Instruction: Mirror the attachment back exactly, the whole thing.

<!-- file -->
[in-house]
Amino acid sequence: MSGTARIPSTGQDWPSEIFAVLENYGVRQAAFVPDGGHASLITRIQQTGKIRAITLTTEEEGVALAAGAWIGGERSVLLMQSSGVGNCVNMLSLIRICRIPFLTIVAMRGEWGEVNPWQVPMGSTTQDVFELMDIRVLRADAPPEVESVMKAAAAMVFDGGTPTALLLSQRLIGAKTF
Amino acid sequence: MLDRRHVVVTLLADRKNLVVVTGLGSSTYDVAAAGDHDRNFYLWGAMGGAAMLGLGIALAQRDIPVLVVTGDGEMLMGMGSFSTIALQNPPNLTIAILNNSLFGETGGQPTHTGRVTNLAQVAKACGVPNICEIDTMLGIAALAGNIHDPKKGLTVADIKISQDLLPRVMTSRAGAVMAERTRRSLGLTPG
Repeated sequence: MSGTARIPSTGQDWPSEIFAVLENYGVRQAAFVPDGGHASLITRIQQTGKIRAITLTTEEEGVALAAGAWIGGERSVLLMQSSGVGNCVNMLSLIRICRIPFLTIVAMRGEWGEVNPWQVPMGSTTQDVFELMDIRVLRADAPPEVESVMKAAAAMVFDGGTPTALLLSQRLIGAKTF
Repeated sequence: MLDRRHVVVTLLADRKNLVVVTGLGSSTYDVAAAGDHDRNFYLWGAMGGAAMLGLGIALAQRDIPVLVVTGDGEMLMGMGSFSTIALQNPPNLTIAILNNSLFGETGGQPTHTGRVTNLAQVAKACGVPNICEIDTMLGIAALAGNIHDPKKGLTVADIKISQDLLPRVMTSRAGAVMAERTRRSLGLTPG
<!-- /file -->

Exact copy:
[in-house]
Amino acid sequence: MSGTARIPSTGQDWPSEIFAVLENYGVRQAAFVPDGGHASLITRIQQTGKIRAITLTTEEEGVALAAGAWIGGERSVLLMQSSGVGNCVNMLSLIRICRIPFLTIVAMRGEWGEVNPWQVPMGSTTQDVFELMDIRVLRADAPPEVESVMKAAAAMVFDGGTPTALLLSQRLIGAKTF
Amino acid sequence: MLDRRHVVVTLLADRKNLVVVTGLGSSTYDVAAAGDHDRNFYLWGAMGGAAMLGLGIALAQRDIPVLVVTGDGEMLMGMGSFSTIALQNPPNLTIAILNNSLFGETGGQPTHTGRVTNLAQVAKACGVPNICEIDTMLGIAALAGNIHDPKKGLTVADIKISQDLLPRVMTSRAGAVMAERTRRSLGLTPG
Repeated sequence: MSGTARIPSTGQDWPSEIFAVLENYGVRQAAFVPDGGHASLITRIQQTGKIRAITLTTEEEGVALAAGAWIGGERSVLLMQSSGVGNCVNMLSLIRICRIPFLTIVAMRGEWGEVNPWQVPMGSTTQDVFELMDIRVLRADAPPEVESVMKAAAAMVFDGGTPTALLLSQRLIGAKTF
Repeated sequence: MLDRRHVVVTLLADRKNLVVVTGLGSSTYDVAAAGDHDRNFYLWGAMGGAAMLGLGIALAQRDIPVLVVTGDGEMLMGMGSFSTIALQNPPNLTIAILNNSLFGETGGQPTHTGRVTNLAQVAKACGVPNICEIDTMLGIAALAGNIHDPKKGLTVADIKISQDLLPRVMTSRAGAVMAERTRRSLGLTPG